The Book Thief Review
Endearing characters, most notably Liesel, Hans and Rudy; great chemistry between the actors, haunting music, beautiful sets, fantastic dialogue.
A little long and some might consider The Book Thief's portrayal of war too "glossy" but I didn't mind.
Heartbreaking but spellbinding – Markus Zusak’s “The Book Thief” comes to life in this film adaptation of the worldwide bestseller
When Sunswept Entertainment announced there would be a film adaptation of Markus Zusak‘s popular historical fiction novel The Book Thief, there was a substantial amount of excitement leading up to the film’s release. Premiering at the Mill Valley Film Festival on October 3, 2013, the film generated a successful box office sum of over $77 million to a largely receptive audience. Directed by Brian Percival and produced by Karen Rosenfelt and Ken Blancato, The Book Thief follows “Liesel Meminger” (played by Sophie Nélisse) after she comes into the care of Hans and Rosa Hubermann (Geoffrey Rush and Emily Watson, respectively) when her mother is considered a Communist and so sends Liesel and her brother to safety. When Werner dies on the way to Molching, Liesel comes across a book buried in the snow. Little does she know how this act of stealing will ultimately change her life.
The greatest aspect of this film you will appreciate is the chemistry between each of the actors: most notably, between Sophie Nélisse, Geoffrey Rush and Ben Schnetzer (who plays hidden Jew and friend “Max Vandenburg”). Sophie is positively captivating with her innocent blue eyes and facial expressions which say so much even without dialogue to accompany them. Likewise, Geoffrey wins you over the second his character smiles and waves at Liesel from outside the car. My favourite interactions however were between Sophie and Ben, who conveyed Liesel and Max’s heartfelt friendship with such ease. Truly, they were a joy to watch. But in saying that, every character was endearing in some way: whether Rosa with her ‘thunderous’ language or Rudy with his kiss-me comments.
“I don’t know what it was about Liesel Meminger but she caught me. I cared.”
A Humorous Touch
Some might critique the moderately light-hearted nature of this film (in a sense, ‘glossing over’ the horrors of war-torn Nazi Germany), but the humor is what makes The Book Thief an enjoyable film to watch. Liesel’s best friend Rudy (played by Nico Liersch) assists greatly in this aspect; giving us some irresistible comical relief from the desolating situation our characters find themselves in. Similarly, Max and Liesel’s Hitler taunts helped alleviate the moments where all hope seemed lost. There was a comfortable balance between humor and sadness; counteracting the terror of Jews being arrested while their homes were looted. In a sense, the humor – not the horror – is what will make you want to watch this film over and over again.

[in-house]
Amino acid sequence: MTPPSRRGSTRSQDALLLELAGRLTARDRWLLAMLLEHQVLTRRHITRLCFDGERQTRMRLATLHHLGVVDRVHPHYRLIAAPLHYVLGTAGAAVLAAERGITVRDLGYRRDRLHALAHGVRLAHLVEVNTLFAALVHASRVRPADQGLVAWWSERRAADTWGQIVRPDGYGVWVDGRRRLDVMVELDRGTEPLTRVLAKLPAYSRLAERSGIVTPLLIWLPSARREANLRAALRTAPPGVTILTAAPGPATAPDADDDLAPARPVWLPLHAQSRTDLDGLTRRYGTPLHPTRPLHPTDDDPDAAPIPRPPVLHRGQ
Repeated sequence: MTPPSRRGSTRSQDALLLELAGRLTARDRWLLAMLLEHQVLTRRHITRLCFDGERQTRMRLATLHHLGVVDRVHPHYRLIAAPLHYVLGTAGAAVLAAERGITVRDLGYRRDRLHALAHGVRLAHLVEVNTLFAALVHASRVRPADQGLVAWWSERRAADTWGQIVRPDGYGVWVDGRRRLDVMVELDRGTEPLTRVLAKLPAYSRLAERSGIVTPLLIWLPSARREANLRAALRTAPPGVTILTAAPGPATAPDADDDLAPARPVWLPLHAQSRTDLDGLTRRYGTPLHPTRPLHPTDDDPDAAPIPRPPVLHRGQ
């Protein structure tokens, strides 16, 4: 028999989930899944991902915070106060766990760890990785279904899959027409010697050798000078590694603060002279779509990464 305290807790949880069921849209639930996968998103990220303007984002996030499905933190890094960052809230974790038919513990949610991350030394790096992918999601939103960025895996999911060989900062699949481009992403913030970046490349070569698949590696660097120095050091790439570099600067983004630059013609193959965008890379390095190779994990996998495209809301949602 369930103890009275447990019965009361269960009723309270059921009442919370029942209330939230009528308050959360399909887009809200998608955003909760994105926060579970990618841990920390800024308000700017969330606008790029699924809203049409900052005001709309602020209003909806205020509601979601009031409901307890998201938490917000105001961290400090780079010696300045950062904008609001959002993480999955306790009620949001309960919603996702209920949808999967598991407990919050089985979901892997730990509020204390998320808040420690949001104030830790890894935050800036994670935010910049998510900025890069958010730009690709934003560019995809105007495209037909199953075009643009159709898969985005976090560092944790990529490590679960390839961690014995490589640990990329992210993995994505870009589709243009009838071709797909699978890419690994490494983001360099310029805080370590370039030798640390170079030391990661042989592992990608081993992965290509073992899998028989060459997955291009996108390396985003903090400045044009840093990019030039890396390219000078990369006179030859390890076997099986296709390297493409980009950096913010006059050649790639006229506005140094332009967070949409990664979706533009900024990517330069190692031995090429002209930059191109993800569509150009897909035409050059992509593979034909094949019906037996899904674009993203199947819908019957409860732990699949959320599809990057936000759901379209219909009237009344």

The Inevitable Sadness
I’ve touched on the humor in this film, but it goes without saying that a story based on life in Nazi Germany is sure to be sad. Production wise, The Book Thief may not have chosen the ‘gory’ path to walk down, but the use of silence – in addition to a haunting musical score – worked just as well in conveying the grim nature of that time. The sets and scenery were exquisite; showcasing the divide between rich and poor but also emulating the snippets of happiness the Hubermann’s created for themselves (Hans’s accordion, for one). While the setting may have come across as “too perfect” (a lack of ‘realism’ perhaps) in a way, it fitted with Liesel’s view as a girl struggling to understand the terrible world around her.
Rudy: “I want to grow up before I die.”
Book to Film
With every book to film adaptation, there’s bound to be some aspects the reader won’t like: a missing interaction here, a change in character there. But while the film left out certain components (Liesel’s relationship with “Ilsa Hermann” the mayor’s wife [played by Barbara Auer] was a connection the film failed to develop), there was nothing missing of such great importance that it was detrimental to the story as a whole. The inherent beauty and masterful nature of Markus Zusak’s tale is far from lost in this film; it still conveyed the high’s and low’s of Liesel’s life on Himmel Street with confidence and grace. Even with parts omitted, this was a lengthy film (some might say too lengthy) so any additional material would have detracted from the storyline as it is.
Worth the Watch?
This film was utterly spellbinding. As a huge fan of the book, I was naturally critical when I went to see the movie – but I was not disappointed. The visual dynamics, the on-screen chemistry, the touching music and wonderful dialogue (even Death’s voice-overs): all helped me fall in love with this film. I have very few qualms aside from the length. While you come to expect phony accents to falter at one point or another, overall the actors did a very good job of demonstrating their believability as characters. If you haven’t seen this film, then now’s your chance: The Book Thief was released on DVD, Digital HD and Blu-ray 7th May. Seriously, do NOT miss out on the wonder and exquisite heartache of this film. You won’t regret it.
The Book Thief is out on Digital HD, Blu-ray and DVD on 7th May 2014